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5. Different brands, different consistency: “Some people have a different reaction or experience with infused chocolates or infused gummies, and one will often work better than the other for somebody,” said Giddy Up. “It ties into the comparison with the (marijuana) flower. If people find a strain they like, they go with that strain — or they might find a dispensary they prefer because of the growers there. It’s the same with edibles: If somebody finds an edible they really enjoy, and it’s a 10-milligram gummy and it’s consistent with the dosage and they know how their body will react and how they’ll react psychologically, it becomes their go-to brand.” So experiment with different brands. Again, ask your budtender and friends. Do your research.
6. The waiting game: “For casual users, people who don’t have high tolerances, 10-20 milligrams should be more than enough,” said Incredibles’ Eschino. “10 milligrams is the recommended serving size from the (Marijuana Enforcement Division). It’s a good place to start, especially with edibles, because you don’t wanna take too much. So start slow, and wait 45 minutes after you take it to see how you feel. You can always take more — but you can’t go back and take less.” And some foods take longer than 45 minutes to kick in. Colorado edible brand Dixie Elixirs includes an Activation Time on each of its products — a smart graphic on the packaging that tells consumers how long they should wait before taking more. “Marijuana infused products can take 30 minutes to 2 hours to take effect,” says Dixie’s clever Marijuana 101 promotional pamphlet. “So take your time, because overindulging is not fun.”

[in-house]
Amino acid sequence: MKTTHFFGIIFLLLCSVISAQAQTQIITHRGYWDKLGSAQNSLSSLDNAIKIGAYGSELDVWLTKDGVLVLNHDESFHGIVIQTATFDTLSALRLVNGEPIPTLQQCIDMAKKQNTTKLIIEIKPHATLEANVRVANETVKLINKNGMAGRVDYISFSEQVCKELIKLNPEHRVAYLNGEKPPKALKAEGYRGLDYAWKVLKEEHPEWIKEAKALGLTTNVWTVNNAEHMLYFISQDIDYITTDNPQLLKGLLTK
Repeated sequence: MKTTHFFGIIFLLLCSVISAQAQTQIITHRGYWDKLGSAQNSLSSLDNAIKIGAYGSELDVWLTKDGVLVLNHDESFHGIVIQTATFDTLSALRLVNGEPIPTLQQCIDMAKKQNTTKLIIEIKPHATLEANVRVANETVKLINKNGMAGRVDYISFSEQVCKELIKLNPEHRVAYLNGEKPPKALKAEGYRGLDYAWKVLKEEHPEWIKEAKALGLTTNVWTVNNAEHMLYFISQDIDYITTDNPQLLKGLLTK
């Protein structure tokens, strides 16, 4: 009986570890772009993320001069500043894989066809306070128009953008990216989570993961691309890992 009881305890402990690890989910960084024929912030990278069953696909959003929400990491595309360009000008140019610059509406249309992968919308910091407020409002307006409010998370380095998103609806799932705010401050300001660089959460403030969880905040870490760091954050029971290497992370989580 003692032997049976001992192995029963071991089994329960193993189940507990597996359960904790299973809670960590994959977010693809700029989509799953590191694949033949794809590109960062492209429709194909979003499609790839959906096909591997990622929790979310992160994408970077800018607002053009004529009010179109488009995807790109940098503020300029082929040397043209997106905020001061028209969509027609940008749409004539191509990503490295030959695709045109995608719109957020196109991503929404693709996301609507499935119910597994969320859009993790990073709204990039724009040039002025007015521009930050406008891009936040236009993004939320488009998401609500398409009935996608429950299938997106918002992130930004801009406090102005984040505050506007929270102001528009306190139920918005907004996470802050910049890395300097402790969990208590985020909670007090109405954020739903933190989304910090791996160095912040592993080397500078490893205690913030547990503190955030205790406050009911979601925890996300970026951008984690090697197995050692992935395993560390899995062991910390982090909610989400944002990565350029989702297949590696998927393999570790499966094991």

7. Expect a different high: “I only eat edibles when I know I’m Ubering,” said Giddy Up, referencing the high-end taxi alternative. Giddy Up calls himself “an intense, heavy smoker who smokes on average a gram and a half to two grams of concentrate per day.” That’s a gargantuan amount of concentrate, and yet “a heavy smoker like myself is still an edible weakling,” he continued. “A lot of the reason why the ride is so intense in edibles is because of the minimal amount of membranes it passes through in the stomach. It doesn’t absorb the same way as smoking through the lungs.” So if you think your pot-smoking tolerance has prepped you for higher-milligram usage in edibles, think again.
8. What happens if I get too high? An edibles high will last longer than almost every other high, and that stands true for bad experiences, too. HuffPo pot writer Matt Ferner offers these three important tips to folks who have overindulged: “1. You’re not actually dying. Just try to breathe normally. 2. This might last a while, but you will make it through. 3. You will return to normal.” The Marijuana Policy Project’s Consume Responsibly page offers this tip: “If you consume too much marijuana, try to stay calm and remember that the feeling is only temporary. Lay or sit down, close your eyes, and try to relax. If you are with other people, let them know that you have overdone it and want them to keep an eye on you. If your discomfort becomes so intense that you think you need medical attention, ask someone to take you to the emergency room or call 9-1-1. Do NOT try to drive anywhere!”